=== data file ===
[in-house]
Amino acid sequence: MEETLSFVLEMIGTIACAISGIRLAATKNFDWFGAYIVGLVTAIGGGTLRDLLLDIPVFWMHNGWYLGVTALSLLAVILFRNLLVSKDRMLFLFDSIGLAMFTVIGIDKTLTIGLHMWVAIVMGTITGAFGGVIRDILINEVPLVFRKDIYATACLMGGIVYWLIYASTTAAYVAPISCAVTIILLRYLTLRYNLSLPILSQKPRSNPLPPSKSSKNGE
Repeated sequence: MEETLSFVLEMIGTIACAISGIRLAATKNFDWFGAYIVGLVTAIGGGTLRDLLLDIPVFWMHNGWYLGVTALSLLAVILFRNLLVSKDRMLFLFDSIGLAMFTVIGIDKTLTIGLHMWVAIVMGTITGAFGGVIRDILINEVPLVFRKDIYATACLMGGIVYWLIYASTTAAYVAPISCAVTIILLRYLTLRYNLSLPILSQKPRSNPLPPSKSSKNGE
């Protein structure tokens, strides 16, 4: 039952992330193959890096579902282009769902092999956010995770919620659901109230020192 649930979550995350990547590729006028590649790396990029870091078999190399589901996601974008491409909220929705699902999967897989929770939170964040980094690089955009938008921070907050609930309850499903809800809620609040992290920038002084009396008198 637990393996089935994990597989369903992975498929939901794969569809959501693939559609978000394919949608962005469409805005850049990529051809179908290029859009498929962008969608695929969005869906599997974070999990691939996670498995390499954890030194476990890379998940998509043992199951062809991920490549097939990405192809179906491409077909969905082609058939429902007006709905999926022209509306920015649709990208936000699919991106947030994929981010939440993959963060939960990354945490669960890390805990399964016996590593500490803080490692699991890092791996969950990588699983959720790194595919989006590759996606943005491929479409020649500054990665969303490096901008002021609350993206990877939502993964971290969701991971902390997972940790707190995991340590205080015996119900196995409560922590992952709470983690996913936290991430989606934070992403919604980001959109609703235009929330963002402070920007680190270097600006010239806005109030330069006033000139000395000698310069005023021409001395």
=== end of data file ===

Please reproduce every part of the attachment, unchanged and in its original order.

[in-house]
Amino acid sequence: MEETLSFVLEMIGTIACAISGIRLAATKNFDWFGAYIVGLVTAIGGGTLRDLLLDIPVFWMHNGWYLGVTALSLLAVILFRNLLVSKDRMLFLFDSIGLAMFTVIGIDKTLTIGLHMWVAIVMGTITGAFGGVIRDILINEVPLVFRKDIYATACLMGGIVYWLIYASTTAAYVAPISCAVTIILLRYLTLRYNLSLPILSQKPRSNPLPPSKSSKNGE
Repeated sequence: MEETLSFVLEMIGTIACAISGIRLAATKNFDWFGAYIVGLVTAIGGGTLRDLLLDIPVFWMHNGWYLGVTALSLLAVILFRNLLVSKDRMLFLFDSIGLAMFTVIGIDKTLTIGLHMWVAIVMGTITGAFGGVIRDILINEVPLVFRKDIYATACLMGGIVYWLIYASTTAAYVAPISCAVTIILLRYLTLRYNLSLPILSQKPRSNPLPPSKSSKNGE
């Protein structure tokens, strides 16, 4: 039952992330193959890096579902282009769902092999956010995770919620659901109230020192 649930979550995350990547590729006028590649790396990029870091078999190399589901996601974008491409909220929705699902999967897989929770939170964040980094690089955009938008921070907050609930309850499903809800809620609040992290920038002084009396008198 637990393996089935994990597989369903992975498929939901794969569809959501693939559609978000394919949608962005469409805005850049990529051809179908290029859009498929962008969608695929969005869906599997974070999990691939996670498995390499954890030194476990890379998940998509043992199951062809991920490549097939990405192809179906491409077909969905082609058939429902007006709905999926022209509306920015649709990208936000699919991106947030994929981010939440993959963060939960990354945490669960890390805990399964016996590593500490803080490692699991890092791996969950990588699983959720790194595919989006590759996606943005491929479409020649500054990665969303490096901008002021609350993206990877939502993964971290969701991971902390997972940790707190995991340590205080015996119900196995409560922590992952709470983690996913936290991430989606934070992403919604980001959109609703235009929330963002402070920007680190270097600006010239806005109030330069006033000139000395000698310069005023021409001395």